Resisting Change is Far Worse Than Change Itself
Why are we so afraid of change when life is so full of it? It’s the only thing that’s constant. It’s something we can be sure about. We’re not the same person we were yesterday and, no matter how hard we try, we’re not the same person we’ll be tomorrow.
An accumulation of circumstances makes this happen, even if we don’t realize it. That’s why we must stop fearing change. Resisting new things isn’t the way we should live our lives. Now, why do we tend to think that things used to be better before?
Idealizing the past is one of our habits. It’s basically the result of the tendency we have to forget the negative aspects of things and just focus on the positive ones. That’s why we usually remember only the good aspects of our childhood. Also, if we encounter ourselves in a moment of worry and despair, we’ll most likely end up comparing what we’re living to previous moments we think were easier.
Our memory isn’t reliable since it’s always changing. In fact, memories have a sensitive period in which they can be modified according to new events. This is why we continue to sugar-coat everything and store it to use it as a comparison model every time something happens to us.
“Change begins at the end of your comfort zone.”
-Roy T. Bennett-
If we take what we previously discussed into account, it wouldn’t be weird for us to think that our brain was prefabricated to make us fear good and bad changes. This means that the brain likes to feel safe so any change or new experience makes it leave its comfort zone, leading to a feeling of fear. It’s logical for it to despise change, isn’t it?
On the other hand, the excess of adrenaline that we produce to be able to face changes can confuse the brain and make it associate it with feelings of distrust or anger. However, we must remember that this chemical activation helps us prepare and cope with new situations. Therefore, all changes, even the ones you fear the most, carry a certain melancholy within themselves.
Change when you have the opportunity to
Writer, poet, and philosopher Henry David Thoreau made a very accurate statement: things don’t change, we change. The flow of life affects us and transforms us in some way. The sooner we accept it, the better it will be since it’ll help us manage the changes we encounter. That way, we won’t be stuck in the past or in the illusion of the future. We’ll finally focus on living in the present.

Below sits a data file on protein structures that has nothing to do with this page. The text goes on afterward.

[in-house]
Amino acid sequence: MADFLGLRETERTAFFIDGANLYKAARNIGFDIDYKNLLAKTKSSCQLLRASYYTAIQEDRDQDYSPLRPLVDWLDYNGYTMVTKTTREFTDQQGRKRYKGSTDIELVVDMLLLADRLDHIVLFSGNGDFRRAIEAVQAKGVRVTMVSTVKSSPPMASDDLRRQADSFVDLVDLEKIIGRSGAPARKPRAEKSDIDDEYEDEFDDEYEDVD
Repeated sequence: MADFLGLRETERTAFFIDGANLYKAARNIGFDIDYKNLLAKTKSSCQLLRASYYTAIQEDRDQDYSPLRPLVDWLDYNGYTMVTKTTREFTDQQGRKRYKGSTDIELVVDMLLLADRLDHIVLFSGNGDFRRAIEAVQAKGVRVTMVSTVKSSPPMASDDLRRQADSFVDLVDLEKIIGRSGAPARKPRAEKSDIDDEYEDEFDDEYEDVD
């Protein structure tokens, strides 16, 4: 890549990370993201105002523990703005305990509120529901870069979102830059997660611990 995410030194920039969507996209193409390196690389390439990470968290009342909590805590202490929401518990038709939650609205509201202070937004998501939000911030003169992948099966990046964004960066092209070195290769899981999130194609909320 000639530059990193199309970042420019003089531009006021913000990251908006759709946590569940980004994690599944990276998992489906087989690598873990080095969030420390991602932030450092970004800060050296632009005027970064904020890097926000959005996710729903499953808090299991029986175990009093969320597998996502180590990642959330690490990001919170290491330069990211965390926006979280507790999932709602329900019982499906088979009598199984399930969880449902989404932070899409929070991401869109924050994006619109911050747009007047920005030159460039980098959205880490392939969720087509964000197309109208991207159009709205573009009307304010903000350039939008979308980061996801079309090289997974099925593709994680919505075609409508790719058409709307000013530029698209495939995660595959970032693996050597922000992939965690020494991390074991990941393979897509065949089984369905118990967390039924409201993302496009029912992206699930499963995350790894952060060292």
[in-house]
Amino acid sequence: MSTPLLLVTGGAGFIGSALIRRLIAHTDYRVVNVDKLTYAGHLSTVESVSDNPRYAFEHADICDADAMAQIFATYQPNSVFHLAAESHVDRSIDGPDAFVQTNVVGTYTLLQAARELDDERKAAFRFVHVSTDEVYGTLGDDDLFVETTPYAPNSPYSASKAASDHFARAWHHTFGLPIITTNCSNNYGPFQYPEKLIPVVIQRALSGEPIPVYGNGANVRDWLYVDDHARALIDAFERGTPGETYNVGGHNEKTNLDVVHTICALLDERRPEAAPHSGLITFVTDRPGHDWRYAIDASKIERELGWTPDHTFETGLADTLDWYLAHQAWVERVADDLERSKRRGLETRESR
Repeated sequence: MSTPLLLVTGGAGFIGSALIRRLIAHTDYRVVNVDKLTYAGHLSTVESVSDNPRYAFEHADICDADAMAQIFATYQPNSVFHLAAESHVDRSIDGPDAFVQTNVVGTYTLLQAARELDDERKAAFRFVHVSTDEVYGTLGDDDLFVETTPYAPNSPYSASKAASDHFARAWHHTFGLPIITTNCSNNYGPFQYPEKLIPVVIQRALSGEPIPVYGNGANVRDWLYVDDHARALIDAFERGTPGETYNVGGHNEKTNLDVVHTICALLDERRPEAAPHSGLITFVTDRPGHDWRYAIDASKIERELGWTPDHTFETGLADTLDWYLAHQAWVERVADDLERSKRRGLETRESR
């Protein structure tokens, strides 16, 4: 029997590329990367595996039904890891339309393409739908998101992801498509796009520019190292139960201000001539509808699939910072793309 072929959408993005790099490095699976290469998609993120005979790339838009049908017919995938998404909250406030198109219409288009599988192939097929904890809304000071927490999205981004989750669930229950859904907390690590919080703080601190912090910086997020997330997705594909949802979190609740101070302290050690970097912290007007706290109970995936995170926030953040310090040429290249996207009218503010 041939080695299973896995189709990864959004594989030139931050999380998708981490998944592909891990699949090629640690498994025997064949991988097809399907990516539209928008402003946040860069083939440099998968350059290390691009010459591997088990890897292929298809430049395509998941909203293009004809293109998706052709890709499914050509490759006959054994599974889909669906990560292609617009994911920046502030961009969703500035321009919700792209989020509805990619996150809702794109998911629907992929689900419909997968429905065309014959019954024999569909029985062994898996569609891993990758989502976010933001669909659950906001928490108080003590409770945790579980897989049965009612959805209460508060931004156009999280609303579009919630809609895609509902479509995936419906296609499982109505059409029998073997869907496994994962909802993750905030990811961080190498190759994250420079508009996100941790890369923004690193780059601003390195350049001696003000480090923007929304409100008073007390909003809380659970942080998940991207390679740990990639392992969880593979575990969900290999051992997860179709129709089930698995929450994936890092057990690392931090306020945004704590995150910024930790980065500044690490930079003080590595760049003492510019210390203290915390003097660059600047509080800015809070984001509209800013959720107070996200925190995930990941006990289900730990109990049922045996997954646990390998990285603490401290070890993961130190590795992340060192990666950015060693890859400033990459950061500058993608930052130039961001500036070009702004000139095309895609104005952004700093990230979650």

We’re not the same person we used to be last year. The people we love aren’t the same either. We’re all in constant change. It’s amazing to realize that, no matter how much others change, we still appreciate them no matter what. We should do the same with ourselves.
Resisting change is a weakness
Mental health relies on the person’s ability to evolve and adapt to circumstances. Keeping ourselves anchored to models and primitive schemes will only make us accumulate anguish. Therefore, we shouldn’t resist learning from our experiences and changing thanks to them.
Avoiding change manifests our desire to stay in our comfort zone where we don’t have to face our fears. Changing requires facing uncertainty and knowing that we’ll feel anxious and insecure when we do so.
On the other hand, if a person’s too reluctant to change, it can mean they don’t take responsibility for their problems. Instead, they prefer to blame everyone else for the mistakes they make. That’s definitely a lot easier than owning up to your issues. However, it keeps you from moving forward.
“The secret of change is to focus all of your energy, not on fighting the old, but on building the new.”